Victor Erofeyev [ Russia ]
Guest 2015, 2016
Russian Beauty, 1990
The Last Judgement, 1996
Five Rivers of Life, 1998
Encyclopaedia of the Russian Soul, 1999
The Good Stalin, 2004
Russische Apokalypse, 2009
Die Akimuden. Ein nichtmenschlicher Roman, 2013
Victor Erofeyev was born in 1947 in Moscow. His father worked as an interpreter for Vyacheslav Molotov, among others, and later in life also for the Soviet ambassador in France. Because of his diplomatic activities of his father, Erofeyev spent some if his childhood in Paris. He studied philology and linguistics at Lomonsov University in Moscow and gained his doctorate with a dissertation about Dostoyevsky and French Existentialism. In 1979, he collaborated on compiling the literary almanac »Metropol«, which caused a political scandal when it was released resulting in Erofeyev’s expulsion from the writers’ association of the USSR. After the collapse of the Soviet Union, Erofeyev re-released the almanac, which he referred to as an »X-ray machine that roentgenized the whole of society«, in a series of anthologies.
His debut novel »Russkaja krasavica« (1989; Eng. »Russian Beauty«, 1990) depicts with ambiguous humour the rise of a Russian femme fatale from the provinces – gained through naiveté and calculation – as she moves into Moscow’s privileged circles. This in some parts grotesque analysis of society became a bestseller and was translated into 25 languages. In »Choroschi Stalin« (2004; Eng. »The Good Stalin«) Erofeyev reflects on the power structures that prevailed under Stalin, particularly in the entourage of consultants, translators and diplomats to which his father also belonged. The novel-like autobiography ultimately illustrates how artistic and political freedom mutually depend on one another. He also dissects contemporary Russia, of which he is often a controversial critic – from his participation in the Russian TV show »I’m a Celebrity, Get me Out of Here« right up to the trial of Pussy Riot – in the essay collection »Russkij apokalipsis« (2005; Eng. »Russin Apocalypse«), which brings together 55 of his texts from a period of 15 years resulting in an often bitingly commented chronicle. Erofeyev’s most recent novel »Die Akimuden« (2013) condenses the »apocalyptic« attestations into a satirical and surreal political parable augmented by various espionage and love affairs. While the dead rise up again causing demographic pandemonium, the tense situation in Russia escalates to become the fictitious state of the title. In a burlesque manner, Erofeyev exaggerates the political mechanisms and has the diplomatic tribulations end in a crucifixion on Red Square.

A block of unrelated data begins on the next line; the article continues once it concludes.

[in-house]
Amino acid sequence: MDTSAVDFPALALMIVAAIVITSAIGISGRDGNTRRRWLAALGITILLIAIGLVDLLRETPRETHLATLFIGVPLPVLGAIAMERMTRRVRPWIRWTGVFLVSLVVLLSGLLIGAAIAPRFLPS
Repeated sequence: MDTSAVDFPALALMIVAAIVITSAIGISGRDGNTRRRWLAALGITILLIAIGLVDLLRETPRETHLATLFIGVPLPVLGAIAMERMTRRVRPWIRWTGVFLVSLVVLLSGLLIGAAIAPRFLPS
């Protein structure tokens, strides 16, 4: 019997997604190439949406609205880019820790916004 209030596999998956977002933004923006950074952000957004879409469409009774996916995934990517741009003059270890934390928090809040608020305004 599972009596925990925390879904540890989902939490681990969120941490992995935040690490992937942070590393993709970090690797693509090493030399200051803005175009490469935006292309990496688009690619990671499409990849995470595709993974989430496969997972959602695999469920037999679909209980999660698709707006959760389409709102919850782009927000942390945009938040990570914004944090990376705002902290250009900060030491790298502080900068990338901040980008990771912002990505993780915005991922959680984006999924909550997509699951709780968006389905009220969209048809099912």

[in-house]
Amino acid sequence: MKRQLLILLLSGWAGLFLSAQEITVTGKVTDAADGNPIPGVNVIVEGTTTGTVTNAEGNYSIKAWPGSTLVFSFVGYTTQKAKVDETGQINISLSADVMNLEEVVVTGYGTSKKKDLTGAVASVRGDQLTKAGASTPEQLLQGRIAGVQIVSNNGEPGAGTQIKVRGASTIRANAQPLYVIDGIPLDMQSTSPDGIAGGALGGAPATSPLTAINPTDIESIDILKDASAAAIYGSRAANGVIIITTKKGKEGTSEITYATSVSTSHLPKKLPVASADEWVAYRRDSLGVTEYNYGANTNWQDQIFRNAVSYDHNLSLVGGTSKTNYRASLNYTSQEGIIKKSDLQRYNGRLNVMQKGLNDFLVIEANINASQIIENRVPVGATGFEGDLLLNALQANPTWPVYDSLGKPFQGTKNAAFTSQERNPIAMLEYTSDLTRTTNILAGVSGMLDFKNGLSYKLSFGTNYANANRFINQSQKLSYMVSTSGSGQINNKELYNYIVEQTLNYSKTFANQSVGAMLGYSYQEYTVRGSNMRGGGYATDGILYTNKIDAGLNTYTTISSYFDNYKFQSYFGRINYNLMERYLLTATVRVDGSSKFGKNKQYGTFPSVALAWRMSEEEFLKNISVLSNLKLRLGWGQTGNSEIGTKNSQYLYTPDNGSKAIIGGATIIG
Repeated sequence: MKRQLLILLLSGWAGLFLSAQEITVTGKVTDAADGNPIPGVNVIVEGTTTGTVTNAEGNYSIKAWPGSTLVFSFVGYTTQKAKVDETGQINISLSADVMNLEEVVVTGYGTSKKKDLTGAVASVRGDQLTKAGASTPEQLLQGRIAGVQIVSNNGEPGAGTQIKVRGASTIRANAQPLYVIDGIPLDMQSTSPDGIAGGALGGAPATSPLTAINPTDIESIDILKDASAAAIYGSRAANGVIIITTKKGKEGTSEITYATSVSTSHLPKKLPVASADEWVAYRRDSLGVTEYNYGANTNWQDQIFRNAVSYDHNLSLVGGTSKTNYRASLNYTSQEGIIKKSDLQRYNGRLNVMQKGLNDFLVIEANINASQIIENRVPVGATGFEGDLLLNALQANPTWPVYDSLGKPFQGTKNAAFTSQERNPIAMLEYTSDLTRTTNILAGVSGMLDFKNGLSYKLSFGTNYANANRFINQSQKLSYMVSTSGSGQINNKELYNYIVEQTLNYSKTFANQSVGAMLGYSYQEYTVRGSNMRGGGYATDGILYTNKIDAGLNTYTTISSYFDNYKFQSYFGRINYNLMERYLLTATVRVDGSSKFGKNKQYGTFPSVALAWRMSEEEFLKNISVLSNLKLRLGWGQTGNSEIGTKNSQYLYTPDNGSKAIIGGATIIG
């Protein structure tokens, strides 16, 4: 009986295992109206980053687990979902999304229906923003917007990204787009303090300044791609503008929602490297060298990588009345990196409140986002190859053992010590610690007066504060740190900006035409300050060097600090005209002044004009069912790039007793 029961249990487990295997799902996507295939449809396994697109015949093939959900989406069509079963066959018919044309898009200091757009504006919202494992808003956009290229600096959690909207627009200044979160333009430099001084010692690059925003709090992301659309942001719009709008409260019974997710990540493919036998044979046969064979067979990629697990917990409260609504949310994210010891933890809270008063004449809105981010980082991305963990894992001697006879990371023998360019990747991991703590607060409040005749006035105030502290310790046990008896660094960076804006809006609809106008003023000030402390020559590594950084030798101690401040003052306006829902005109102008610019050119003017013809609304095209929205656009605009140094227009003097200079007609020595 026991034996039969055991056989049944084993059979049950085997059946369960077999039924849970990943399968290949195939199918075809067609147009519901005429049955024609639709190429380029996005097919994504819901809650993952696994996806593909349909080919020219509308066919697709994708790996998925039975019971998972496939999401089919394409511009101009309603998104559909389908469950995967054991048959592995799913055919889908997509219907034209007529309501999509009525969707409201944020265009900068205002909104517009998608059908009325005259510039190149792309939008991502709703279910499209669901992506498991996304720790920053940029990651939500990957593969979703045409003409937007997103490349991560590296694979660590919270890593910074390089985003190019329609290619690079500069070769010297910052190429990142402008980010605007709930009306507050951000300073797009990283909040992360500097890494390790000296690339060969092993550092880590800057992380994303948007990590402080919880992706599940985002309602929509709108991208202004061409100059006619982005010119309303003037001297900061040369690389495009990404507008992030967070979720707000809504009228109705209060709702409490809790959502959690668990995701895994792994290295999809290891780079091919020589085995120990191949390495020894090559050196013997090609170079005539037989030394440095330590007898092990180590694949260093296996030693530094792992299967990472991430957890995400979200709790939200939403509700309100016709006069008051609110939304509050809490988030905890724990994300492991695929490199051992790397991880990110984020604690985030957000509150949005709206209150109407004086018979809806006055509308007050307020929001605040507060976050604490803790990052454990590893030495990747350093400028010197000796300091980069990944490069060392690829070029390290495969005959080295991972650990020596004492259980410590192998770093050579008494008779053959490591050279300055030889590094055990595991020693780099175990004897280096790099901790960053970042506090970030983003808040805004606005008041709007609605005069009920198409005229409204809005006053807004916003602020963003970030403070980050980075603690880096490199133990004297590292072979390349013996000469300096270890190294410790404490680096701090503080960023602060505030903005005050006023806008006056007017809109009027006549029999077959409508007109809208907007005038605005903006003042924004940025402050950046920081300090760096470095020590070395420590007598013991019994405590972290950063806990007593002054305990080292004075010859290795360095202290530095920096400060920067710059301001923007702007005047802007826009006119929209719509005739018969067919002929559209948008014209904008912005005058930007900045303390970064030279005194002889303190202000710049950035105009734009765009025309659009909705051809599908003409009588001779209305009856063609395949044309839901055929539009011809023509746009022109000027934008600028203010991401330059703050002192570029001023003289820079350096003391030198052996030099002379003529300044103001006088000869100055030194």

In addition to his literary work, he also occasionally works as a moderator and regularly writes essays, columns and reports for the features pages, including for the »Frankfurter Allgemeine Zeitung«, »Die Zeit«, »Die Welt« and die »New York Times Book Review«. Erofeyev lives in Moscow.